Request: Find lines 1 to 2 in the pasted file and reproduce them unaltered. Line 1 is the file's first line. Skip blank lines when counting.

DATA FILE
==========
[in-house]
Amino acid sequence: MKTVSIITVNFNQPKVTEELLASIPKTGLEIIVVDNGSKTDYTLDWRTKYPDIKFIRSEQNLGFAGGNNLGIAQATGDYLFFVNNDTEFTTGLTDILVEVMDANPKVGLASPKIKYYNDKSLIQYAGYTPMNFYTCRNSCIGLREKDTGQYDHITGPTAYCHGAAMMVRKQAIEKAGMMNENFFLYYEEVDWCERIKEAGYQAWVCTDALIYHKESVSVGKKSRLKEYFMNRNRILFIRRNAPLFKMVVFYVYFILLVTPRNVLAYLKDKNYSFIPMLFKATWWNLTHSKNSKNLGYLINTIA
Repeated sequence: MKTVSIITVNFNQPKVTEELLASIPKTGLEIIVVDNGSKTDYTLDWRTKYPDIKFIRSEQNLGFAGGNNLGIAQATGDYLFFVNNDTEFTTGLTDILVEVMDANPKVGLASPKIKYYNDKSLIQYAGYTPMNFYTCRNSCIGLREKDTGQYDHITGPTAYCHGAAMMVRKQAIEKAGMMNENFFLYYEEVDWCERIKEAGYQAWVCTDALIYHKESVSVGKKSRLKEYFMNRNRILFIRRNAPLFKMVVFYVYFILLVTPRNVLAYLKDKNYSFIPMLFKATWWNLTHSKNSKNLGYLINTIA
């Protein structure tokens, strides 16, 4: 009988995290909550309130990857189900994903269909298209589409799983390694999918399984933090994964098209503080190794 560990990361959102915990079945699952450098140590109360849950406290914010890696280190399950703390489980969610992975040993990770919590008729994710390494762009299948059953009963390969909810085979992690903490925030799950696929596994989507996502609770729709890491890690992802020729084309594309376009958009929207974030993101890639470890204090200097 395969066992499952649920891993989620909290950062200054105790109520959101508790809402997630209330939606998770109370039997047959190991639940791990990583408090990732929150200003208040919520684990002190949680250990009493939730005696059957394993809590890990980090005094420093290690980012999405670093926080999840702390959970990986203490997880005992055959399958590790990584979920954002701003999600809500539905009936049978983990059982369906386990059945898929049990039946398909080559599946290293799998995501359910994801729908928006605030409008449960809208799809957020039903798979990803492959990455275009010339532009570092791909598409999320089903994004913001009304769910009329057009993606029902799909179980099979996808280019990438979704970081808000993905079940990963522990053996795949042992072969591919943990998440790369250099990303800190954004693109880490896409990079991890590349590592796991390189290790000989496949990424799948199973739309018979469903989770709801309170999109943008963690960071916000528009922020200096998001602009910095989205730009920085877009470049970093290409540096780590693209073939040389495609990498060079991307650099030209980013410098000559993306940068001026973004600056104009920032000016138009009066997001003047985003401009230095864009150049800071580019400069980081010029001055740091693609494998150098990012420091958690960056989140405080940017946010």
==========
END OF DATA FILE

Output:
[in-house]
Amino acid sequence: MKTVSIITVNFNQPKVTEELLASIPKTGLEIIVVDNGSKTDYTLDWRTKYPDIKFIRSEQNLGFAGGNNLGIAQATGDYLFFVNNDTEFTTGLTDILVEVMDANPKVGLASPKIKYYNDKSLIQYAGYTPMNFYTCRNSCIGLREKDTGQYDHITGPTAYCHGAAMMVRKQAIEKAGMMNENFFLYYEEVDWCERIKEAGYQAWVCTDALIYHKESVSVGKKSRLKEYFMNRNRILFIRRNAPLFKMVVFYVYFILLVTPRNVLAYLKDKNYSFIPMLFKATWWNLTHSKNSKNLGYLINTIA